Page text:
Dependence of porosity on particle diameter

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Dependence of porosity on particle diameter
« on: September 08, 2022, 01:09:00 PM »
I am using GrainGeo to creat different homogeneous solid packings, each consisting of ideally spherical particles. One pack only consists of particle spheres of one diameter. I use the Pile-Mode and drop the particles one after the other until they have a stable position and the process ends when the pack is filled to the rim. This procedure works well in principle. However, it turns out that the porosity increases with the particle diameter. I am not yet able to understand this result. In theory, the porosity should be the same for ideal spheres regardless of the particle diameter (densest sphere packing). Otherwise, I could still understand that the porosity decreases with the particle diameter because with larger particles the weight force prevails over interparticle forces. I have so far explained it to myself as being due to the pack size, as wall effects play a greater role with larger particles. Accordingly, for larger packings, the porosity should converge to the densest packing regardless of the diameter.

Which effects are considered for the stable minimum? Are forces such as gravity and Van der Waals forces included? Or are only geometric factors taken into account?

Thanks in advance!
« Last Edit: September 08, 2022, 03:09:48 PM by Aaron Widera »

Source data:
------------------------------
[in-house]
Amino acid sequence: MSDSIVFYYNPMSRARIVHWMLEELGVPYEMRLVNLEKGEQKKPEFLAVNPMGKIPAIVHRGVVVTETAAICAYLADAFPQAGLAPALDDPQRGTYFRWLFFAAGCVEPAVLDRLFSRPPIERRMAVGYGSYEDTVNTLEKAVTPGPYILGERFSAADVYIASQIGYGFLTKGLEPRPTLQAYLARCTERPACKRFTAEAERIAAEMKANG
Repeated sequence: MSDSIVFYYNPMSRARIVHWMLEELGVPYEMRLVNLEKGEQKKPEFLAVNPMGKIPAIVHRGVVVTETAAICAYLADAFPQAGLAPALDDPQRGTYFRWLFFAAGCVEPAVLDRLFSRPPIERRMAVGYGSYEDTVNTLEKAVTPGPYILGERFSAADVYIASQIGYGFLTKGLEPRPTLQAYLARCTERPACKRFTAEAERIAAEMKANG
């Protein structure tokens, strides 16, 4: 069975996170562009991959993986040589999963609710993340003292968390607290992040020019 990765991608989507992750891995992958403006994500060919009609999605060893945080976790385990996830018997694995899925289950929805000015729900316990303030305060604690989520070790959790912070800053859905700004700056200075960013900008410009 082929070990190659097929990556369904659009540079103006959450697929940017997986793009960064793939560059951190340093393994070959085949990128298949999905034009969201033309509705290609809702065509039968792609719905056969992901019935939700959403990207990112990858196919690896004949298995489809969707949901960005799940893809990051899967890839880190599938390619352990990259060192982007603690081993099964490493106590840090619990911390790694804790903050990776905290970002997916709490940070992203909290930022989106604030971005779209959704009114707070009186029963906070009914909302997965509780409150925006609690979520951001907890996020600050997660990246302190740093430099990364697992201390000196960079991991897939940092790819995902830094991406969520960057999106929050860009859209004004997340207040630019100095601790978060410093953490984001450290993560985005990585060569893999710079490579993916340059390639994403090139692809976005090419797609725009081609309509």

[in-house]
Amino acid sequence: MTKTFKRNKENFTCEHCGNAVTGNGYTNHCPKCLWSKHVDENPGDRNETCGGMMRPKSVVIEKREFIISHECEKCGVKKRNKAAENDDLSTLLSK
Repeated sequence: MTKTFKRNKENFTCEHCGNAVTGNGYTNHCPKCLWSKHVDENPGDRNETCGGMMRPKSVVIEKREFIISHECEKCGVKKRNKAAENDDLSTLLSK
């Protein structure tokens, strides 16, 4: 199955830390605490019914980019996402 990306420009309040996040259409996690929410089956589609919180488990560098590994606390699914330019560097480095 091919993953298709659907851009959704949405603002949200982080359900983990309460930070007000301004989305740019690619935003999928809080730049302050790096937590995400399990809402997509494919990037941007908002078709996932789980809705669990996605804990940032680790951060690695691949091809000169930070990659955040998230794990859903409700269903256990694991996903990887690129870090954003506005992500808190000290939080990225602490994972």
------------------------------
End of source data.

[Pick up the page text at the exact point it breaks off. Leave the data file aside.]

Re: Dependence of porosity on particle diameter
« Reply #1 on: October 25, 2022, 04:17:32 PM »
Dear Alex,
Thank you for your great question. In GrainGeo-Pile we use voxelized spheres for the piling process, which can lead to small resolution effects. More problems are introduced due to the boundary conditions. To achieve comparable results the computational domain needs to be rescaled e.g. larger spheres, domain larger. Otherwise, the global packing density decreases. To generate realistic packing densities without boundary effects the top and bottom area of the structure needs to be cropped. The images below show a set of spheres, which have been piled with GrainGeo and analyzed using MatDict. The plot of the solid volume fraction highlights the influence of the top and bottom boundary effect, which can be avoided if the structure is cropped at those locations.
Regarding the definition of the stable minimum in GrainGeo-Pile we only take geometric factors into account.

 We hope this helps you get the most out of GrainGeo simulations in your future work.